The included printed documentation is rather lacking for a notebook in this price range. Additionally, there in no recordable CD or DVD included. And as noted before, there is no modem either. For developers, both X Window and Xcode require additional installation steps.

    For those who can accept a sligntly slower CPU and half the memory (128 MB vs 256 MB) graphics, a savings of US$500 can be had by getting the base model and using the cash to upgrade the main memory from 1 GB to 2 GB (or 3 GB).
  • by melted (227442) on Saturday November 04, 2006 @05:35PM (#16719029) Homepage
    2.33GHz, 2GB RAM, 160GB HDD. It's scary fast, even in Aperture. After reading horror stories on the web I thought it'd run ridiculously hot. Not so, my friends. The bottom does get hot when you do something hardcore (LiveType realtime rendering or a hardcore Aperture session), but not as hot as to be unbearable. Overall, I'm very pleased with my purchase, and this is hands down the best laptop I've ever used.

    My son is very pleased, too - he can't get enough of Photo Booth. :0)
  • by Constantine Evans (969815) on Saturday November 04, 2006 @06:13PM (#16719341) Homepage
    Do you mean the Apple technical support which wanted my credit card number before they honoured my warranty, just in case they decided replacing the dead hard drive wasn't covered? And then was rude enough to replace the combo drive in my iBook with a CD-ROM drive, and deny that they had done so afterward, when the drive wasn't even broken in the first place? I'd rather talk to an Indian or Chinese tech support which respects me rather than an American tech support system that treats me like an idiot.

    Amazingly, Dell's support is great in this regard. The technicians don't appear to be very knowledgeable and don't speak English very well, but since I've always known what has needed to be replaced on my laptop, they've been more than happy to replace whatever I tell them to within 48 hours, and have never sent me a cheaper replacement (when my hard drive died they sent me an 80GB to replace the 60GB in the laptop). Which is important, because Dells have a tendency to break rather often.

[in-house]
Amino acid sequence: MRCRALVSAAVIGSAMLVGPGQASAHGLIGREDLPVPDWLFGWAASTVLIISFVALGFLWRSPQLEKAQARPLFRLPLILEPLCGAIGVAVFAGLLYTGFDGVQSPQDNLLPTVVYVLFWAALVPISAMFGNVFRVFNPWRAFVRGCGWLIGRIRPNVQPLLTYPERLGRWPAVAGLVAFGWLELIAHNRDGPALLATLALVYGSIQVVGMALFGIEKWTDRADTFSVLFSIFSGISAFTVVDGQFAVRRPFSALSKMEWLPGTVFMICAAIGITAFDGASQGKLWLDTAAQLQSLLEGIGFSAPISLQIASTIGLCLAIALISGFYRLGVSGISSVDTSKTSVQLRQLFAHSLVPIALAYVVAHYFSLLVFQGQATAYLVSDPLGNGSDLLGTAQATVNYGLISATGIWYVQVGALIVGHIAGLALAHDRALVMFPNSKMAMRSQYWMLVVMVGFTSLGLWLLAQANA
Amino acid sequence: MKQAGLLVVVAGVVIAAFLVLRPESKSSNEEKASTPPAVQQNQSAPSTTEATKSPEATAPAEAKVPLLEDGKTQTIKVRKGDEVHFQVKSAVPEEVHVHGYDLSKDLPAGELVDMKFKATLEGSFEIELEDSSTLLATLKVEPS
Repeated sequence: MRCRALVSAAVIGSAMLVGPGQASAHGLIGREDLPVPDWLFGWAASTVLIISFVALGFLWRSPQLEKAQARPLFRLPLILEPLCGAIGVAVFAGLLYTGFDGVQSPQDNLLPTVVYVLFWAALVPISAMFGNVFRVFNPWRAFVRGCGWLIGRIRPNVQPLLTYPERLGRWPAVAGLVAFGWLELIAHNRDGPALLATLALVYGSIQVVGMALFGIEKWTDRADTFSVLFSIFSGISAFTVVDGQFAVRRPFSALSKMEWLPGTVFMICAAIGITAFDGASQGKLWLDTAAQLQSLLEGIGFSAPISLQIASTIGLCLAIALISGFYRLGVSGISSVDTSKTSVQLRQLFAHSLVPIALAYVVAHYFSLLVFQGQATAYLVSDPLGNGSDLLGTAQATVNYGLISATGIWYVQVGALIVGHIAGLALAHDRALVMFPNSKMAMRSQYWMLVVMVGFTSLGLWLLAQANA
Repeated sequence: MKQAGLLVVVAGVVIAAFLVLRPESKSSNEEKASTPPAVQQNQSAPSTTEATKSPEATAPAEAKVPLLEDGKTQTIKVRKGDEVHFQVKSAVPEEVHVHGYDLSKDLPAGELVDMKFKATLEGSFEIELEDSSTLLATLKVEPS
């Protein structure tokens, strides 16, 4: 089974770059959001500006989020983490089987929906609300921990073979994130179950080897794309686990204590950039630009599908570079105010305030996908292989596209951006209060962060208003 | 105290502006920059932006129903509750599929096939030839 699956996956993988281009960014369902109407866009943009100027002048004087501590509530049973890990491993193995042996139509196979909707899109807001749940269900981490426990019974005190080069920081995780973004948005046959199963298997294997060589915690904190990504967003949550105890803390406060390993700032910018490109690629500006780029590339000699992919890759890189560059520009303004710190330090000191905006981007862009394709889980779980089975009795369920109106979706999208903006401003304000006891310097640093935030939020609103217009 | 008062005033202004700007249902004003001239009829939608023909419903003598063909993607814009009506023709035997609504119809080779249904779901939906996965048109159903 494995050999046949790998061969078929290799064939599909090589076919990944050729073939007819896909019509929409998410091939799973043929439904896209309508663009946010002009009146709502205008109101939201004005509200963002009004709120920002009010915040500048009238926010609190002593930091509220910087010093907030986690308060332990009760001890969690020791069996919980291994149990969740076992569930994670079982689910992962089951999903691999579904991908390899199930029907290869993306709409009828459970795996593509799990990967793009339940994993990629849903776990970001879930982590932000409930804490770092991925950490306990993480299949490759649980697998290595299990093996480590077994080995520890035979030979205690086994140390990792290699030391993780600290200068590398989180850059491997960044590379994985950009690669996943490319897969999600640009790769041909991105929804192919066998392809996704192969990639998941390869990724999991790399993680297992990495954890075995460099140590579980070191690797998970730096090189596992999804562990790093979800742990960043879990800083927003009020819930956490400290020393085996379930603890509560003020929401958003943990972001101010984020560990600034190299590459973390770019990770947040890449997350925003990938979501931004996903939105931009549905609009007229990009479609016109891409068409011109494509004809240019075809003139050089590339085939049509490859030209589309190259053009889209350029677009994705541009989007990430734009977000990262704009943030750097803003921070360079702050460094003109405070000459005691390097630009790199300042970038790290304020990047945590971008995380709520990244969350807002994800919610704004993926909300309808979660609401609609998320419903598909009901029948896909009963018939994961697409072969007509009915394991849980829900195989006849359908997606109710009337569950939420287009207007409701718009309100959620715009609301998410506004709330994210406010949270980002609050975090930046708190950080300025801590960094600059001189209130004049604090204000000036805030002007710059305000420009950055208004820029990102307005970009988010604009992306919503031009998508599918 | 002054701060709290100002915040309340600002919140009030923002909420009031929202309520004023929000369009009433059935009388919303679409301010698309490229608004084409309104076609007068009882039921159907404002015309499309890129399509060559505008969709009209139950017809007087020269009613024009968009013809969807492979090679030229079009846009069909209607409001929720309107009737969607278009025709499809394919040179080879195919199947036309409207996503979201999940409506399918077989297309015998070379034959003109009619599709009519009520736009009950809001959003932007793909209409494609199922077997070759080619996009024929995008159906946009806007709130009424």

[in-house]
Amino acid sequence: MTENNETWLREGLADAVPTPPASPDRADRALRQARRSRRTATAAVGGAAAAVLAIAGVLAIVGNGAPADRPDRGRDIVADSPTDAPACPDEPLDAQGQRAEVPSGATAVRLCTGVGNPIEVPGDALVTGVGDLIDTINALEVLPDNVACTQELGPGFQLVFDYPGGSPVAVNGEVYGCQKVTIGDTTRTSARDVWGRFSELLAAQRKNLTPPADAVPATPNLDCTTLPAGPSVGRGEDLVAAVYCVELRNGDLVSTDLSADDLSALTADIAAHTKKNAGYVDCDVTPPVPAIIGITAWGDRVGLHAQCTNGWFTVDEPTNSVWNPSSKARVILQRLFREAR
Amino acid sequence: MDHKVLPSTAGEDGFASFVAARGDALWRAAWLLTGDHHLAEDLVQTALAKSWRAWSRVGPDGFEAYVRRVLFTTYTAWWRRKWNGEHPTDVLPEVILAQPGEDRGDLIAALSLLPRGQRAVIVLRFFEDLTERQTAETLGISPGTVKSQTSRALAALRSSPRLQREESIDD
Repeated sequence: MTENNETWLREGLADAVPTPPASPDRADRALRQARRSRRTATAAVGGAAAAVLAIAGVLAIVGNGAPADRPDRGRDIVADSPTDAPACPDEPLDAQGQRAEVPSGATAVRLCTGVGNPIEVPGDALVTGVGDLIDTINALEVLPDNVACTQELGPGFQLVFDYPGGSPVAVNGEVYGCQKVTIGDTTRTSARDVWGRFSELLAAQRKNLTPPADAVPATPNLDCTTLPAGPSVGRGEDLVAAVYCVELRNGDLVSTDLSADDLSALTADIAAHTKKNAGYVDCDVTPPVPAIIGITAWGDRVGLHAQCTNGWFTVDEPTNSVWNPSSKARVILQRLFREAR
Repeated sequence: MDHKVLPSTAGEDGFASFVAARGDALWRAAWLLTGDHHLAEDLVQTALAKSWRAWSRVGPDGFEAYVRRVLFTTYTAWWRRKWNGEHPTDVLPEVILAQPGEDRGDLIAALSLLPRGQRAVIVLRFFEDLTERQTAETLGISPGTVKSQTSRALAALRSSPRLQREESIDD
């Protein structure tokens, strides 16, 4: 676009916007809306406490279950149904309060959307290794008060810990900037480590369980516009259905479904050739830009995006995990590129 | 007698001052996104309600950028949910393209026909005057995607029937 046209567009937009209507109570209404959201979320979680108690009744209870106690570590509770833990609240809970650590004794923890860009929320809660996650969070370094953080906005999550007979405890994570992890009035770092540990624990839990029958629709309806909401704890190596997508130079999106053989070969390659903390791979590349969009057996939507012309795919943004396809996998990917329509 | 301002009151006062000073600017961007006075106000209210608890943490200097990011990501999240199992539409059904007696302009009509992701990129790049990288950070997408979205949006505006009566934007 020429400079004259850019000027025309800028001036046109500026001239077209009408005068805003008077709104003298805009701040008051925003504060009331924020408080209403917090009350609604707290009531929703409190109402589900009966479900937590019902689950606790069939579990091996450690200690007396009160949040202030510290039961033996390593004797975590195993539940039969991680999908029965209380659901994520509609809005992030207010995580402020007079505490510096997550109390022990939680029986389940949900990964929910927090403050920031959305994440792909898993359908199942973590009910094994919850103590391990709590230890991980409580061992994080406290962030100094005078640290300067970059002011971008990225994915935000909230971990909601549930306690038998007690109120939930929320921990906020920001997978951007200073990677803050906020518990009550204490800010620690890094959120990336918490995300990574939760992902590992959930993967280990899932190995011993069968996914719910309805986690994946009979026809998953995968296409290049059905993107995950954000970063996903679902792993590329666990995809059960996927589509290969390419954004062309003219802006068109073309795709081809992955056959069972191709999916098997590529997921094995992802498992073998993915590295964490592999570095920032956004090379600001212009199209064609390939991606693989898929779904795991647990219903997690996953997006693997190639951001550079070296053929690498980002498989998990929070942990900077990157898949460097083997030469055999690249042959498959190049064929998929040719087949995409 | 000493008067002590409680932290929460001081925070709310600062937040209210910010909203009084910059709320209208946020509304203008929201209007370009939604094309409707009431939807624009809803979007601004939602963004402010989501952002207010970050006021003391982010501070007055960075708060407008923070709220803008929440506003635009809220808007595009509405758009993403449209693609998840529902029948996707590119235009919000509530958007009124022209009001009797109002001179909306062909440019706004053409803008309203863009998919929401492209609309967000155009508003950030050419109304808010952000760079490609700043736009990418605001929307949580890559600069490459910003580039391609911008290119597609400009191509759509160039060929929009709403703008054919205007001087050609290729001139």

• Re:4gb of ram? (Score:4, Informative)

    by MBCook (132727) <foobarsoft@foobarsoft.com> on Saturday November 04, 2006 @07:57PM (#16720203) Homepage

    The chipset is only capable of addressing 32 bits or 4 gigs of memory. Many "64 bit" desktops are the same way. The problem is that while the chipset can see the full 4 gigs of ram, a portion of it (~768mb) is hidden by other address space (video card shadowing, PCI memory addresses, etc). The machine can hold 4 gigs of ram, you just won't be able to see it all. I have a friend with a Dell desktop with the same "problem".

    Frankly I like Apple approach as opposed to what many others do ("Supprots 4+ GIGs* (* unable to see top 1/2 gig)").

    The problem should go away when they stop using the current chipset (which was designed for the 32 bit Core) and move to the next chipset that was designed specifically for the Core 2 chips.

"Those who will be able to conquer software will be able to conquer the world." -- Tadahiro Sekimoto, president, NEC Corp.

Working...